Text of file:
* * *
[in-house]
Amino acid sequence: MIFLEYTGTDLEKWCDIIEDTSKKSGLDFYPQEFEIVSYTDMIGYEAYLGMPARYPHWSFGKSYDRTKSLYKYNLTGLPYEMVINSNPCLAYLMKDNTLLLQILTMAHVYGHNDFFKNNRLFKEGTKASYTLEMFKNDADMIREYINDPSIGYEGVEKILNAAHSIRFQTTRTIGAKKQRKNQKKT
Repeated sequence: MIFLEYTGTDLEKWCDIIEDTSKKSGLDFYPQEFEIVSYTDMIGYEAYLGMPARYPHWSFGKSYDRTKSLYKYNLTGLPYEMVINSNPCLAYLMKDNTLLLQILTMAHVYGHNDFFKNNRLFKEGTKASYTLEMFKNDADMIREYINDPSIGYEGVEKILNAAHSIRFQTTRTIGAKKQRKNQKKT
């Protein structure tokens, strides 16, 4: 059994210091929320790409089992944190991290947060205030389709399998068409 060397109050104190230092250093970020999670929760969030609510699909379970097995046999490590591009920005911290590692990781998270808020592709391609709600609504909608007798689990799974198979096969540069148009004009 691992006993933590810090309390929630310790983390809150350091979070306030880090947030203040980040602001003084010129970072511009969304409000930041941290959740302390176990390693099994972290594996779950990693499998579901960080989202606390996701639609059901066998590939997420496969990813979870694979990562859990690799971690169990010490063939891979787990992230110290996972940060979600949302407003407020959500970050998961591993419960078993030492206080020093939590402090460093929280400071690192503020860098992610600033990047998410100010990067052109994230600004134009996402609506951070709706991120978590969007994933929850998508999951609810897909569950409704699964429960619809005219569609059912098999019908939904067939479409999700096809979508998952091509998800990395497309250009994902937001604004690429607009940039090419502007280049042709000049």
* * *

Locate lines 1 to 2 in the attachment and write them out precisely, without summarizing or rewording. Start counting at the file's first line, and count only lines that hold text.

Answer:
[in-house]
Amino acid sequence: MIFLEYTGTDLEKWCDIIEDTSKKSGLDFYPQEFEIVSYTDMIGYEAYLGMPARYPHWSFGKSYDRTKSLYKYNLTGLPYEMVINSNPCLAYLMKDNTLLLQILTMAHVYGHNDFFKNNRLFKEGTKASYTLEMFKNDADMIREYINDPSIGYEGVEKILNAAHSIRFQTTRTIGAKKQRKNQKKT